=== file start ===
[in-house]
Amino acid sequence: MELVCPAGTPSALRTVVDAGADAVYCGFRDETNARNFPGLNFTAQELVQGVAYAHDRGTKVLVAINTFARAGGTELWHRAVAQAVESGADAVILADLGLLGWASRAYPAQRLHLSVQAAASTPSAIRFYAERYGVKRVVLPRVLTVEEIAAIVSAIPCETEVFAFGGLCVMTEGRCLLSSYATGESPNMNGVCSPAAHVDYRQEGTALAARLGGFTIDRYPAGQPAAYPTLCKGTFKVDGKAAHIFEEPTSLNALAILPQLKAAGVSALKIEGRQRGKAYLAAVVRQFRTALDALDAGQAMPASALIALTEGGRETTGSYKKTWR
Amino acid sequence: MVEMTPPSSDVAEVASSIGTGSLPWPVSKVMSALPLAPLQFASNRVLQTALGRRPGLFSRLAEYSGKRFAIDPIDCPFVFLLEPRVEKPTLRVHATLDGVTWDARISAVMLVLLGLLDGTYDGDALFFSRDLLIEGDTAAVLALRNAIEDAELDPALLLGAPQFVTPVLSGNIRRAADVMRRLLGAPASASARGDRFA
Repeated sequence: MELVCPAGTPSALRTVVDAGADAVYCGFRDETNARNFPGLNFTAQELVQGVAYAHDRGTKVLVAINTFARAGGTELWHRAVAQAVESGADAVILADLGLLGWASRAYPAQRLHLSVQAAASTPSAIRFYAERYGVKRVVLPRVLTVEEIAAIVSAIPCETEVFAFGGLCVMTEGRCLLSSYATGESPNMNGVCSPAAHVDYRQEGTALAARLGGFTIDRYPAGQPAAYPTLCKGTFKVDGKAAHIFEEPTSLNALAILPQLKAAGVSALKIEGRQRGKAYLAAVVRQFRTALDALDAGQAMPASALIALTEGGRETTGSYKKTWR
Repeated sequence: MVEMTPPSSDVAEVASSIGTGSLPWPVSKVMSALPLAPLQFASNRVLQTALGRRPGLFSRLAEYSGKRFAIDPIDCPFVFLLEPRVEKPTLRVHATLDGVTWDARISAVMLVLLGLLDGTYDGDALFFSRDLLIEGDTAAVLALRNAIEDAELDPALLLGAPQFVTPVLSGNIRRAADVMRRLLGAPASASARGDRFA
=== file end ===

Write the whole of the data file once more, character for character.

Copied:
[in-house]
Amino acid sequence: MELVCPAGTPSALRTVVDAGADAVYCGFRDETNARNFPGLNFTAQELVQGVAYAHDRGTKVLVAINTFARAGGTELWHRAVAQAVESGADAVILADLGLLGWASRAYPAQRLHLSVQAAASTPSAIRFYAERYGVKRVVLPRVLTVEEIAAIVSAIPCETEVFAFGGLCVMTEGRCLLSSYATGESPNMNGVCSPAAHVDYRQEGTALAARLGGFTIDRYPAGQPAAYPTLCKGTFKVDGKAAHIFEEPTSLNALAILPQLKAAGVSALKIEGRQRGKAYLAAVVRQFRTALDALDAGQAMPASALIALTEGGRETTGSYKKTWR
Amino acid sequence: MVEMTPPSSDVAEVASSIGTGSLPWPVSKVMSALPLAPLQFASNRVLQTALGRRPGLFSRLAEYSGKRFAIDPIDCPFVFLLEPRVEKPTLRVHATLDGVTWDARISAVMLVLLGLLDGTYDGDALFFSRDLLIEGDTAAVLALRNAIEDAELDPALLLGAPQFVTPVLSGNIRRAADVMRRLLGAPASASARGDRFA
Repeated sequence: MELVCPAGTPSALRTVVDAGADAVYCGFRDETNARNFPGLNFTAQELVQGVAYAHDRGTKVLVAINTFARAGGTELWHRAVAQAVESGADAVILADLGLLGWASRAYPAQRLHLSVQAAASTPSAIRFYAERYGVKRVVLPRVLTVEEIAAIVSAIPCETEVFAFGGLCVMTEGRCLLSSYATGESPNMNGVCSPAAHVDYRQEGTALAARLGGFTIDRYPAGQPAAYPTLCKGTFKVDGKAAHIFEEPTSLNALAILPQLKAAGVSALKIEGRQRGKAYLAAVVRQFRTALDALDAGQAMPASALIALTEGGRETTGSYKKTWR
Repeated sequence: MVEMTPPSSDVAEVASSIGTGSLPWPVSKVMSALPLAPLQFASNRVLQTALGRRPGLFSRLAEYSGKRFAIDPIDCPFVFLLEPRVEKPTLRVHATLDGVTWDARISAVMLVLLGLLDGTYDGDALFFSRDLLIEGDTAAVLALRNAIEDAELDPALLLGAPQFVTPVLSGNIRRAADVMRRLLGAPASASARGDRFA